The ownership of the Marsh Lock horsebridge is being challenged by the Environment Agency (EA) as it is not within the EA land title and it is being investigated with Oxfordshire CC and Wokingham BC according to the OCC Thames Path Manager.
The EA closed the bridge in May 2022 as it was deemed unsafe. The Schwarzenbach family offered a diversion across their land initially until April 2023 but have kindly extended this to give continued access for walkers in both directions.
Resident Simon Loring has asked the EA under the Freedom of Information (FOI) on what surveys been carried out, the cost of these, how many site visits have been made, has a tender for the work been issued and what is the current status and plan for the work. Simon said, “In 1991 the EA rebuilt a large part of the horsebridge structure. I would assume they considered they were the owner at that time. They now seem to be trying to avoid the ownership which will cause more delay. If the EA with 11,000 staff and funded from the taxpayers were honest open and proactive with the public and with all their project managers and experience would state the programme and expected timeframe for the work to enable the users of the Thames Path and the landowners to plan around the closure.”
The EA responded to Simon’s FOI, “The replacement of Marsh Head Horsebridge is currently at the Initial Assessment phase and we are liaising with Oxfordshire County Council and Wokingham Borough Council regarding necessary legal aspects of this closure and how we can collectively plan for a future refurbishment /replacement.”
The cost to date is £46,000 for a combination of specialist surveys (above and below the water level). EA said, “The funding for these has been taken from EA’s Defra Grant in Aid allocation. Any future investment in the bridge is dependent on our discussions with Oxfordshire County Council /Wokingham Borough Council and the necessary allocation of Defra Grant in Aid funding.”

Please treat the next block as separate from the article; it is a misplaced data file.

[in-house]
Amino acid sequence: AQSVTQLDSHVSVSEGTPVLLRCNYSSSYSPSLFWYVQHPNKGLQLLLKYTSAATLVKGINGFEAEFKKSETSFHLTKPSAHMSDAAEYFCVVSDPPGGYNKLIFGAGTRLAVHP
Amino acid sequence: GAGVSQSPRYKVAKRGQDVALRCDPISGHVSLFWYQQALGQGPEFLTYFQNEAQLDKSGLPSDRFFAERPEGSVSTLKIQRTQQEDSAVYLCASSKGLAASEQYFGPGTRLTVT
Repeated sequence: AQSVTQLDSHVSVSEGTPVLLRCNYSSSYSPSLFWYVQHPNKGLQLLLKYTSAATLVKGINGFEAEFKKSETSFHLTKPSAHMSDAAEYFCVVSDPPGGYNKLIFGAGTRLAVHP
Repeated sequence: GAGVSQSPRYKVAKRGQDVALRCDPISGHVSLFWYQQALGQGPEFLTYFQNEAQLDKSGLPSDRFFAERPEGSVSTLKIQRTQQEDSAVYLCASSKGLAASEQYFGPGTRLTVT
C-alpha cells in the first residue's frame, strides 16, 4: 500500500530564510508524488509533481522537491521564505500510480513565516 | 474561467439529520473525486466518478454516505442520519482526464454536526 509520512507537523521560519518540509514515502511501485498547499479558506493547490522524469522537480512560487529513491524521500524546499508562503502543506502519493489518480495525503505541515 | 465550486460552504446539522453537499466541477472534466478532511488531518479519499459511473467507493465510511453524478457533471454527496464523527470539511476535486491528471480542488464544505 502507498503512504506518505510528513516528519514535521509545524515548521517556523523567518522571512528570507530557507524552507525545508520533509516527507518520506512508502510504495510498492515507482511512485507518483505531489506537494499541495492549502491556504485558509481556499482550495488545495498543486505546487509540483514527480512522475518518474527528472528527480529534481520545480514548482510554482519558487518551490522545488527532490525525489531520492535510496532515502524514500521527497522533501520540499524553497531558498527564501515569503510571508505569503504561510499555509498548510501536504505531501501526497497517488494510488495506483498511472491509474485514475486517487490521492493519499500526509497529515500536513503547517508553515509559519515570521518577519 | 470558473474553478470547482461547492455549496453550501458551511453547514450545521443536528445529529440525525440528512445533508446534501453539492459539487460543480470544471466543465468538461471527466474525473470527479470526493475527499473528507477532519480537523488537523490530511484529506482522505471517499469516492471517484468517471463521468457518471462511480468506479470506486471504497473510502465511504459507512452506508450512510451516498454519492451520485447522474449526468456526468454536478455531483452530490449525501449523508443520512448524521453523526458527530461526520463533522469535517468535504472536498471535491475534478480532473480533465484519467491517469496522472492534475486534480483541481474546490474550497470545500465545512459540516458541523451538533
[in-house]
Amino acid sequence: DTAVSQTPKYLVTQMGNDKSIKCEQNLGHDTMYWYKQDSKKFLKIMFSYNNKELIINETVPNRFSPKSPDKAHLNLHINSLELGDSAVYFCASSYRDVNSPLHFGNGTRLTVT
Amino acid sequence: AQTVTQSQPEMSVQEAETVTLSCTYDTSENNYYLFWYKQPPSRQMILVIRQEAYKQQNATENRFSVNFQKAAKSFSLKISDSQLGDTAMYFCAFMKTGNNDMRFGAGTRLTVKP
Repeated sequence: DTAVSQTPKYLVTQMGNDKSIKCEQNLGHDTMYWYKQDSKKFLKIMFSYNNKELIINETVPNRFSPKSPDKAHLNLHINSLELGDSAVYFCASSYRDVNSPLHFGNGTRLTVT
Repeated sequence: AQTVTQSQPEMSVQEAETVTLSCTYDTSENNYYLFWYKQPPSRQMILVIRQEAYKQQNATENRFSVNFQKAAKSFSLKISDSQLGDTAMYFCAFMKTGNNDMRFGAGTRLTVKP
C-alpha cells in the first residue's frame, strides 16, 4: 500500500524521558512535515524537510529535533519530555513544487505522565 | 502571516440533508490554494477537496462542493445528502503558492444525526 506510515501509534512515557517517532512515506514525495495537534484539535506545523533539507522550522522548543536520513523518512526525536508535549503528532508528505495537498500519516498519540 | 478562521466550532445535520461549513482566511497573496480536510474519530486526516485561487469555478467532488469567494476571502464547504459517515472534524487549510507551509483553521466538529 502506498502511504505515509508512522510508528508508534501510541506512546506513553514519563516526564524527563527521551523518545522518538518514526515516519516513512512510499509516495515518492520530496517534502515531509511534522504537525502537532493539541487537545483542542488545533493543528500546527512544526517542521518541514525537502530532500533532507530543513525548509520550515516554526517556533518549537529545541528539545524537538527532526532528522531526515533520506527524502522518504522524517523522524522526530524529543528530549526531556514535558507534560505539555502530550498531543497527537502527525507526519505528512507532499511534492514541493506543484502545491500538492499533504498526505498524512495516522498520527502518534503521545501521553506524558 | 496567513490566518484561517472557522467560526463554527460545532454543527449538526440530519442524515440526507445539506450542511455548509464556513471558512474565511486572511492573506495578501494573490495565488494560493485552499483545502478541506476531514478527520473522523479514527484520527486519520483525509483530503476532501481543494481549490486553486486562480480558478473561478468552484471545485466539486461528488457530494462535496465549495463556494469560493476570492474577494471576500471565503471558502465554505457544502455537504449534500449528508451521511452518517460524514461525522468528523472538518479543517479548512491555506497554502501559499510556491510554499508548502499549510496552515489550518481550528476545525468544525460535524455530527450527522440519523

“The project team had originally hoped the bridge could be reinforced to remove some of the safety concerns, however, on closer inspection we have found this is now not possible. We are grateful to the landowner who has continued to enable a footpath diversion over his land.”
“The survey findings established that a major refurbishment of the bridge is needed to take place before it can be re-opened.”
The delivery cost of this project will be funded through government grant in aid, which will assessed against competing priorities and affordability. EA said, “Unfortunately, due to the scale of the work required, access across this bridge will not be possible and means it is likely to remain closed throughout 2023.”
“Our ongoing work with local authority stakeholders, combined with our project management and financial applications to Defra, will determine the timeframe for any work to be completed.”
“Three EA staff have visited on three occasions to meet with the landowner’s agent. Nine EA staff have visited the location on six occasions to install, repair and replace fencing, erect signage, and diversion signs.”
No tenders have been issued at present. EA said, “We have a designer and contractor in place through a previous competitively tendered framework arrangement.” Simon commented, “They are also likely impacted by the preferred contractor system as it’s likely that the large contractors on the list have no interest in a small job and maybe no experience of timber structures on a river.
Hannah Gutteridge, Thames Path Manager, said “The Thames Path Partnership have made these bridges a priority and we are looking at ways to accelerate the process.”